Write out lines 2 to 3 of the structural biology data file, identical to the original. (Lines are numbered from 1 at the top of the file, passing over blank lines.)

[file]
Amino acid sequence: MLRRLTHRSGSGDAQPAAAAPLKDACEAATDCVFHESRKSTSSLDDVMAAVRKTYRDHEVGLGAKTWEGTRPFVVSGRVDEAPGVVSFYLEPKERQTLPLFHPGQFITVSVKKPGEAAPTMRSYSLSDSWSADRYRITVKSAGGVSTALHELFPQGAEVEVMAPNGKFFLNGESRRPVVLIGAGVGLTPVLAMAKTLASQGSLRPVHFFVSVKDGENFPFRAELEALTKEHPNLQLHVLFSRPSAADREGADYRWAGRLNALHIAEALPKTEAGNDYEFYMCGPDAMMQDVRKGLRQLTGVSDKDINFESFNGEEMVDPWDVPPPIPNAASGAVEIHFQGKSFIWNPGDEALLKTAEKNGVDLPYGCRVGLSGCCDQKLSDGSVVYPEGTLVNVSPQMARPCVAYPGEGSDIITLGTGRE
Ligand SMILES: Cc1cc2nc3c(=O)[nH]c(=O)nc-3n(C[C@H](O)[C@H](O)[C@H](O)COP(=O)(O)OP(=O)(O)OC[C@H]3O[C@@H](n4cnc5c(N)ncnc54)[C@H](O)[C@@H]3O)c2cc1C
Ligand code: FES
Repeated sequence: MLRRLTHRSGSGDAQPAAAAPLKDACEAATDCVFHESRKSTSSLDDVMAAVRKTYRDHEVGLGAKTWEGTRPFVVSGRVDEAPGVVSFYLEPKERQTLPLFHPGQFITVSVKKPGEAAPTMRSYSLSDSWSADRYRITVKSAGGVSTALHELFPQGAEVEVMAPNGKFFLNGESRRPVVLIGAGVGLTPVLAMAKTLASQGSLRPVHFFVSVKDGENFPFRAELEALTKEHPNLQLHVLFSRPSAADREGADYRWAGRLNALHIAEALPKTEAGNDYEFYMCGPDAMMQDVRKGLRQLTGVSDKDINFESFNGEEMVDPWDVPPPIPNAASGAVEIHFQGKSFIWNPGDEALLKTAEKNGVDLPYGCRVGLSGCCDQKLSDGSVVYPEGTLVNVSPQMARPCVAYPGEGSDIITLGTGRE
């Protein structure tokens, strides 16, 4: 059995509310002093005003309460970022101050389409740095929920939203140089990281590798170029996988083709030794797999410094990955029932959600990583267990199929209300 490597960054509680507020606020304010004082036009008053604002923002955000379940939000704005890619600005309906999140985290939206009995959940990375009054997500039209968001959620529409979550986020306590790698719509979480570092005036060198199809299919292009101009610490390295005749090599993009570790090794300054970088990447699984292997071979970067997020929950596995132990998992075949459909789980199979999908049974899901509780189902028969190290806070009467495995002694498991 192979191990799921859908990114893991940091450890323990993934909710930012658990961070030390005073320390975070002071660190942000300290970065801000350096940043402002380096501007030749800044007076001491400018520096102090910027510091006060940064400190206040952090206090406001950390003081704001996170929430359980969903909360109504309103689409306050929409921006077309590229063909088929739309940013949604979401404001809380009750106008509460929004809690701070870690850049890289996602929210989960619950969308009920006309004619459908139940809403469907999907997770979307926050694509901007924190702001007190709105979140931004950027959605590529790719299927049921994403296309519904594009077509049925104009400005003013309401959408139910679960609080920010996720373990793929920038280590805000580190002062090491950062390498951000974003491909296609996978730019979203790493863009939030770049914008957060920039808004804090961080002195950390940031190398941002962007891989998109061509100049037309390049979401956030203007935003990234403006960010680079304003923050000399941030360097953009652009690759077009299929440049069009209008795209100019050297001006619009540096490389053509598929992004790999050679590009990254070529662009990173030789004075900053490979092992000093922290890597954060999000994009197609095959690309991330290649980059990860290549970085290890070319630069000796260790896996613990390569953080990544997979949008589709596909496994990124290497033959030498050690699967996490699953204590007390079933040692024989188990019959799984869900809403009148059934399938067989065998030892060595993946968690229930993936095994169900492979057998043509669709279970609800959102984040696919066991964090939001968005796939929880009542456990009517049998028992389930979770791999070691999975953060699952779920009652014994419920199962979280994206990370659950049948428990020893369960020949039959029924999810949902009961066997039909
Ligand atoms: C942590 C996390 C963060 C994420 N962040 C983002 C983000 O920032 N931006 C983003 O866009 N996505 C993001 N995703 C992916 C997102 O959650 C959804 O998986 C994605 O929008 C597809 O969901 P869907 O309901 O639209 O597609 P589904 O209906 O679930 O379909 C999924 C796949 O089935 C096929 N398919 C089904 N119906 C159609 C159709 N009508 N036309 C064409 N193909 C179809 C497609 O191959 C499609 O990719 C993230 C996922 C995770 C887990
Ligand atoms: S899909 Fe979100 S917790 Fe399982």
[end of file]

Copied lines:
Ligand SMILES: Cc1cc2nc3c(=O)[nH]c(=O)nc-3n(C[C@H](O)[C@H](O)[C@H](O)COP(=O)(O)OP(=O)(O)OC[C@H]3O[C@@H](n4cnc5c(N)ncnc54)[C@H](O)[C@@H]3O)c2cc1C
Ligand code: FES